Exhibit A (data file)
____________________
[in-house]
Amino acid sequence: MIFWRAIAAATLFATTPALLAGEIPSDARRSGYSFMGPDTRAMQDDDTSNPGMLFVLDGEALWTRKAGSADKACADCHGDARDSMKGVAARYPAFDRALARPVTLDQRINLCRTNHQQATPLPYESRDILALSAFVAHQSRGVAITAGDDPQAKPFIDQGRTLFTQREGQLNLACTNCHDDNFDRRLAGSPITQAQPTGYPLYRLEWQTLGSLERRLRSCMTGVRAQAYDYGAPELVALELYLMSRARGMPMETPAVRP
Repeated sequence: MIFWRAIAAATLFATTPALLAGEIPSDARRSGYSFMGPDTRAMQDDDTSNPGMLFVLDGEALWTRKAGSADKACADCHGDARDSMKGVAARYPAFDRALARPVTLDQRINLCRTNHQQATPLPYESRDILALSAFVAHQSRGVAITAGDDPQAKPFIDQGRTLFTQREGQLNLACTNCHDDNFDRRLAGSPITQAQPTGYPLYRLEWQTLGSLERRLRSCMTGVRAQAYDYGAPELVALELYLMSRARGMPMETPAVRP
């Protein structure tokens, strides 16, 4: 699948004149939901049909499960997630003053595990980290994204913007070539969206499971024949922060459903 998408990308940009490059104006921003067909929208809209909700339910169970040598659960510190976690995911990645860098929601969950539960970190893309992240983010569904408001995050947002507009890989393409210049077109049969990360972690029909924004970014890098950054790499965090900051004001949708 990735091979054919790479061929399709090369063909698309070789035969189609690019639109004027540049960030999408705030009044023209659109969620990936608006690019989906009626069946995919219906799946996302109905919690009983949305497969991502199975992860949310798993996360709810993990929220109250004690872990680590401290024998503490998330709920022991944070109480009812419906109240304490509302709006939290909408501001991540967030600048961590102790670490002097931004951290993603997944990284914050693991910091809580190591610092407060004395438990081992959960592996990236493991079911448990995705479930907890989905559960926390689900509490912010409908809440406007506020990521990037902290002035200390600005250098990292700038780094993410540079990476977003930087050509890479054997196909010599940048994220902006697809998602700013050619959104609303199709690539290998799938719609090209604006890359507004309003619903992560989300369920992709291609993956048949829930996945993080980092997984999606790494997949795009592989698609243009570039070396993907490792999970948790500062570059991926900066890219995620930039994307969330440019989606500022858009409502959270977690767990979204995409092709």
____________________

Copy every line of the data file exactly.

[in-house]
Amino acid sequence: MIFWRAIAAATLFATTPALLAGEIPSDARRSGYSFMGPDTRAMQDDDTSNPGMLFVLDGEALWTRKAGSADKACADCHGDARDSMKGVAARYPAFDRALARPVTLDQRINLCRTNHQQATPLPYESRDILALSAFVAHQSRGVAITAGDDPQAKPFIDQGRTLFTQREGQLNLACTNCHDDNFDRRLAGSPITQAQPTGYPLYRLEWQTLGSLERRLRSCMTGVRAQAYDYGAPELVALELYLMSRARGMPMETPAVRP
Repeated sequence: MIFWRAIAAATLFATTPALLAGEIPSDARRSGYSFMGPDTRAMQDDDTSNPGMLFVLDGEALWTRKAGSADKACADCHGDARDSMKGVAARYPAFDRALARPVTLDQRINLCRTNHQQATPLPYESRDILALSAFVAHQSRGVAITAGDDPQAKPFIDQGRTLFTQREGQLNLACTNCHDDNFDRRLAGSPITQAQPTGYPLYRLEWQTLGSLERRLRSCMTGVRAQAYDYGAPELVALELYLMSRARGMPMETPAVRP
């Protein structure tokens, strides 16, 4: 699948004149939901049909499960997630003053595990980290994204913007070539969206499971024949922060459903 998408990308940009490059104006921003067909929208809209909700339910169970040598659960510190976690995911990645860098929601969950539960970190893309992240983010569904408001995050947002507009890989393409210049077109049969990360972690029909924004970014890098950054790499965090900051004001949708 990735091979054919790479061929399709090369063909698309070789035969189609690019639109004027540049960030999408705030009044023209659109969620990936608006690019989906009626069946995919219906799946996302109905919690009983949305497969991502199975992860949310798993996360709810993990929220109250004690872990680590401290024998503490998330709920022991944070109480009812419906109240304490509302709006939290909408501001991540967030600048961590102790670490002097931004951290993603997944990284914050693991910091809580190591610092407060004395438990081992959960592996990236493991079911448990995705479930907890989905559960926390689900509490912010409908809440406007506020990521990037902290002035200390600005250098990292700038780094993410540079990476977003930087050509890479054997196909010599940048994220902006697809998602700013050619959104609303199709690539290998799938719609090209604006890359507004309003619903992560989300369920992709291609993956048949829930996945993080980092997984999606790494997949795009592989698609243009570039070396993907490792999970948790500062570059991926900066890219995620930039994307969330440019989606500022858009409502959270977690767990979204995409092709």